State v. McKelton

Decision Date13 September 2016
Docket NumberNo. 2010–2198.,2010–2198.
Parties The STATE of Ohio, Appellee, v. McKELTON, Appellant.
CourtOhio Supreme Court

Michael Gmoser, Butler County Prosecuting Attorney, and Michael A. Oster Jr. and Lina N. Alkamhawi, Assistant Prosecuting Attorneys, for appellee.

Timothy Young, Ohio Public Defender, and Rachel Troutman, Allen Vender, and Shawn Welch, Assistant Public Defenders, for appellant.


{¶ 1} Calvin McKelton appeals his convictions of the February 2009 aggravated murder of Germaine ("Mick") Evans and the July 2008 murder of Margaret ("Missy") Allen. For the reasons that follow, we reject each proposition of law and affirm the convictions and death sentence.

A. Pretrial Background

{¶ 2} In February 2010, the state charged McKelton with the murder of Allen, R.C. 2903.02(B), and the aggravated murder of Evans, R.C. 2903.01(A). The aggravated-murder charge carried a firearm specification, R.C. 2941.145, and two death specifications, R.C. 2929.04(A)(3) (escaping detection) and (A)(8) (killing to prevent testimony in a criminal proceeding).

{¶ 3} McKelton was also charged with two counts of felonious assault, R.C. 2903.11(A)(1), and two counts of domestic violence against Allen, R.C. 2919.25(A) ; gross abuse of her corpse, R.C. 2927.01(B) ; aggravated robbery and aggravated arson, R.C. 2911.01(A)(3) and 2909.02(A)(2) ; tampering with evidence, R.C. 2921.12(A)(1) ; and intimidating a witness in a criminal case, R.C. 2921.04(B). The state, with leave of court, dismissed the aggravated-robbery charge before trial.

{¶ 4} A jury trial began in October 2010.

B. The State's Case–in–Chief
1. Domestic Abuse of Missy Allen

{¶ 5} Missy Allen, a criminal-defense attorney who had represented Calvin McKelton, began dating him in 2006 or 2007. By 2008, McKelton was living with Allen and her nieces, T.W. and Z.D., at Allen's home in Butler County.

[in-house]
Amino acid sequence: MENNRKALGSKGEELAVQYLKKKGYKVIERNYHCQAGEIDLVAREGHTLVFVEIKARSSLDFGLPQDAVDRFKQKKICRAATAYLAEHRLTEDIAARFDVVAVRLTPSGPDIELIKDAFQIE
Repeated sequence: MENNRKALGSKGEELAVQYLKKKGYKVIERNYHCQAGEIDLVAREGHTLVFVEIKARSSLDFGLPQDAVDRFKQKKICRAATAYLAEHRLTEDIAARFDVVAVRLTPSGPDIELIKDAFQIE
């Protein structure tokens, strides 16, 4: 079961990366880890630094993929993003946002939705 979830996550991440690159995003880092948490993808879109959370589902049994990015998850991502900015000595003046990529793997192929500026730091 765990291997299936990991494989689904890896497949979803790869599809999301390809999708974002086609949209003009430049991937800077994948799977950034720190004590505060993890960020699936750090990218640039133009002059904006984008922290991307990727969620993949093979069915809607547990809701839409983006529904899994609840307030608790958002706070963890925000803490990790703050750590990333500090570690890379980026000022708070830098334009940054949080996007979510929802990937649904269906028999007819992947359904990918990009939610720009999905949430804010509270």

{¶ 6} T.W., then a teenager, testified that she had witnessed physically violent arguments between McKelton and Allen while they were living together. One time she found McKelton on top of Allen, choking her. During another altercation, Allen asked T.W. to call the police, but McKelton took the phone from T.W. and threw it on a counter. T.W. said that after things "start [ed] to get bad," Allen told her not to say anything about what happened in her house.

{¶ 7} A document on Allen's home computer, created on September 13, 2007, chronicled abuse. The first-person narrative described an incident during which McKelton hit, kicked, and pushed Allen and then choked her twice, once with such force that she nearly lost consciousness. She listed injuries to her face, right side, right leg, back, and head as well as blood clots

in her eyes due to "the loss of air." She was afraid because McKelton had threatened her and her niece. She indicated that she intended to prosecute and to request a temporary protection order and a high bond.

{¶ 8} A notebook found in Allen's home office contained handwritten notes that repeatedly mentioned the name "Calvin." Charia Mam, a friend of Allen's, testified that the handwriting was Allen's. Allen described McKelton's grabbing her by the neck, hitting her lip, threatening to burn her eye with a cigarette, and pushing her down "b/c tried to choke." Allen also described calling for her niece to call 9–1–1. An undated apology note to Allen, written in McKelton's handwriting, stated: "I Love u baby, I don't ever want to hurt u again. * * * I want 2 say sorry 2 you and 2 God for what Ive done."